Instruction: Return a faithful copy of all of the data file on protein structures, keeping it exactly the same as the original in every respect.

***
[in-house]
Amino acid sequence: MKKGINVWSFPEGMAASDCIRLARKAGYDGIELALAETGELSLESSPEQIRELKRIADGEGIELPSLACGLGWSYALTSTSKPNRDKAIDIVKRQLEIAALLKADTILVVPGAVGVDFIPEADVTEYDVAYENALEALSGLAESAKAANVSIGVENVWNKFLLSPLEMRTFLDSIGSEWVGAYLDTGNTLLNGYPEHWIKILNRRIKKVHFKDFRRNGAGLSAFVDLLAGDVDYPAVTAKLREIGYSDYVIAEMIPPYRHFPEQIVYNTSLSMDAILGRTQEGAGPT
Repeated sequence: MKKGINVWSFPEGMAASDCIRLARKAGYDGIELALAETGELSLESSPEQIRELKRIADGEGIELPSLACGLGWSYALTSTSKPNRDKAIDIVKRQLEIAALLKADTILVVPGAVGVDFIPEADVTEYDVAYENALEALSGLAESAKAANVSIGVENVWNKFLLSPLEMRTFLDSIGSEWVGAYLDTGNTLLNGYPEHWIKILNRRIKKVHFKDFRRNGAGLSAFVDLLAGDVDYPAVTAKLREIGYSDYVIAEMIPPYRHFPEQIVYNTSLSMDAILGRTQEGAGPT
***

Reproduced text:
[in-house]
Amino acid sequence: MKKGINVWSFPEGMAASDCIRLARKAGYDGIELALAETGELSLESSPEQIRELKRIADGEGIELPSLACGLGWSYALTSTSKPNRDKAIDIVKRQLEIAALLKADTILVVPGAVGVDFIPEADVTEYDVAYENALEALSGLAESAKAANVSIGVENVWNKFLLSPLEMRTFLDSIGSEWVGAYLDTGNTLLNGYPEHWIKILNRRIKKVHFKDFRRNGAGLSAFVDLLAGDVDYPAVTAKLREIGYSDYVIAEMIPPYRHFPEQIVYNTSLSMDAILGRTQEGAGPT
Repeated sequence: MKKGINVWSFPEGMAASDCIRLARKAGYDGIELALAETGELSLESSPEQIRELKRIADGEGIELPSLACGLGWSYALTSTSKPNRDKAIDIVKRQLEIAALLKADTILVVPGAVGVDFIPEADVTEYDVAYENALEALSGLAESAKAANVSIGVENVWNKFLLSPLEMRTFLDSIGSEWVGAYLDTGNTLLNGYPEHWIKILNRRIKKVHFKDFRRNGAGLSAFVDLLAGDVDYPAVTAKLREIGYSDYVIAEMIPPYRHFPEQIVYNTSLSMDAILGRTQEGAGPT